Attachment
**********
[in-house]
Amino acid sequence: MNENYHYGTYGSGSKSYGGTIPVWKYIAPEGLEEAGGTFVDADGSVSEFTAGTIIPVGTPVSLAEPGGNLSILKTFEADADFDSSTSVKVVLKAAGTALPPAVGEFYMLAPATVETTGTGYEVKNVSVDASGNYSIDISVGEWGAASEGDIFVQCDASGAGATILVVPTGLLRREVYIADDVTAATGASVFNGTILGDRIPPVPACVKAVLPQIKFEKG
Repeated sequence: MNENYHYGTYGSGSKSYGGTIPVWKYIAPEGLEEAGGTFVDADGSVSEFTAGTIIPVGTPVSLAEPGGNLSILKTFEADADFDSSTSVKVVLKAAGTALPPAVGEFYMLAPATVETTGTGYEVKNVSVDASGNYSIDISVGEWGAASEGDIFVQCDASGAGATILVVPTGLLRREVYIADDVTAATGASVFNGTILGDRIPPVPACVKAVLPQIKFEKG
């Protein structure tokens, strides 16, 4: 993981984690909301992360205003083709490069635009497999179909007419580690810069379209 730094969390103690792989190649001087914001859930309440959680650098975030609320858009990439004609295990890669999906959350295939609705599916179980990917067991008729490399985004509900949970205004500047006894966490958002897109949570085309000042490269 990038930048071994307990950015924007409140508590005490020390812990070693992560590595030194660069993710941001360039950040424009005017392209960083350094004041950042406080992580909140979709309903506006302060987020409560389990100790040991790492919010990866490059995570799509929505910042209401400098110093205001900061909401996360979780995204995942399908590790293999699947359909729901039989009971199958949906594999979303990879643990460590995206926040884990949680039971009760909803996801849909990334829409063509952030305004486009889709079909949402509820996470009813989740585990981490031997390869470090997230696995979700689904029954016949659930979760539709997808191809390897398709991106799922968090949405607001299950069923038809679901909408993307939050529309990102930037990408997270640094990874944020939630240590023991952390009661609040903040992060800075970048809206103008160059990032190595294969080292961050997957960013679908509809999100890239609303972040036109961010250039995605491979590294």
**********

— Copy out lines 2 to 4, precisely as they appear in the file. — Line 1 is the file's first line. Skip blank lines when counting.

Amino acid sequence: MNENYHYGTYGSGSKSYGGTIPVWKYIAPEGLEEAGGTFVDADGSVSEFTAGTIIPVGTPVSLAEPGGNLSILKTFEADADFDSSTSVKVVLKAAGTALPPAVGEFYMLAPATVETTGTGYEVKNVSVDASGNYSIDISVGEWGAASEGDIFVQCDASGAGATILVVPTGLLRREVYIADDVTAATGASVFNGTILGDRIPPVPACVKAVLPQIKFEKG
Repeated sequence: MNENYHYGTYGSGSKSYGGTIPVWKYIAPEGLEEAGGTFVDADGSVSEFTAGTIIPVGTPVSLAEPGGNLSILKTFEADADFDSSTSVKVVLKAAGTALPPAVGEFYMLAPATVETTGTGYEVKNVSVDASGNYSIDISVGEWGAASEGDIFVQCDASGAGATILVVPTGLLRREVYIADDVTAATGASVFNGTILGDRIPPVPACVKAVLPQIKFEKG
């Protein structure tokens, strides 16, 4: 993981984690909301992360205003083709490069635009497999179909007419580690810069379209 730094969390103690792989190649001087914001859930309440959680650098975030609320858009990439004609295990890669999906959350295939609705599916179980990917067991008729490399985004509900949970205004500047006894966490958002897109949570085309000042490269 990038930048071994307990950015924007409140508590005490020390812990070693992560590595030194660069993710941001360039950040424009005017392209960083350094004041950042406080992580909140979709309903506006302060987020409560389990100790040991790492919010990866490059995570799509929505910042209401400098110093205001900061909401996360979780995204995942399908590790293999699947359909729901039989009971199958949906594999979303990879643990460590995206926040884990949680039971009760909803996801849909990334829409063509952030305004486009889709079909949402509820996470009813989740585990981490031997390869470090997230696995979700689904029954016949659930979760539709997808191809390897398709991106799922968090949405607001299950069923038809679901909408993307939050529309990102930037990408997270640094990874944020939630240590023991952390009661609040903040992060800075970048809206103008160059990032190595294969080292961050997957960013679908509809999100890239609303972040036109961010250039995605491979590294």